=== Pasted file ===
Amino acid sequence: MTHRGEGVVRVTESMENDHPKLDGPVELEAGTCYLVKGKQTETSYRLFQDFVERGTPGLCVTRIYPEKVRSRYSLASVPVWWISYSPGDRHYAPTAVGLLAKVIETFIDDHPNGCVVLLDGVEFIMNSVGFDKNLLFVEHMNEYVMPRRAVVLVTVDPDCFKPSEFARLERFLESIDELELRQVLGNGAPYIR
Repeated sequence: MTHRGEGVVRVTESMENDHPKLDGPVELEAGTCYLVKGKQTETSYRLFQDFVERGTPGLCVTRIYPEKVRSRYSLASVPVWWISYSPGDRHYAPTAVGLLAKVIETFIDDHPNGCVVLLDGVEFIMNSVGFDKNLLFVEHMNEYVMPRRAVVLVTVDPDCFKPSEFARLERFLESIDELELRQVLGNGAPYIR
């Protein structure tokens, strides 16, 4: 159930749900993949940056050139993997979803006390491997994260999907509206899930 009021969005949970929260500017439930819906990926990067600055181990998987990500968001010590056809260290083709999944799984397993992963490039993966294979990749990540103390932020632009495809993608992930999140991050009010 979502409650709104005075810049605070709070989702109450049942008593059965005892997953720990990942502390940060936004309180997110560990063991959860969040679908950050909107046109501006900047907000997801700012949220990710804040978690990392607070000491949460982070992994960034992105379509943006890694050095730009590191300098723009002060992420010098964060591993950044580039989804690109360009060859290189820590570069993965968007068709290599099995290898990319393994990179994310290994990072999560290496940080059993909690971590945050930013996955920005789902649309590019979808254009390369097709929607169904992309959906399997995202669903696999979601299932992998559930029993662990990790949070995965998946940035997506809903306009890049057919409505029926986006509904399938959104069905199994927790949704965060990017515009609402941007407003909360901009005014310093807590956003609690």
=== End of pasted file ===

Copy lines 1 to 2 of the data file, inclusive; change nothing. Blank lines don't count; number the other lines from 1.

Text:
Amino acid sequence: MTHRGEGVVRVTESMENDHPKLDGPVELEAGTCYLVKGKQTETSYRLFQDFVERGTPGLCVTRIYPEKVRSRYSLASVPVWWISYSPGDRHYAPTAVGLLAKVIETFIDDHPNGCVVLLDGVEFIMNSVGFDKNLLFVEHMNEYVMPRRAVVLVTVDPDCFKPSEFARLERFLESIDELELRQVLGNGAPYIR
Repeated sequence: MTHRGEGVVRVTESMENDHPKLDGPVELEAGTCYLVKGKQTETSYRLFQDFVERGTPGLCVTRIYPEKVRSRYSLASVPVWWISYSPGDRHYAPTAVGLLAKVIETFIDDHPNGCVVLLDGVEFIMNSVGFDKNLLFVEHMNEYVMPRRAVVLVTVDPDCFKPSEFARLERFLESIDELELRQVLGNGAPYIR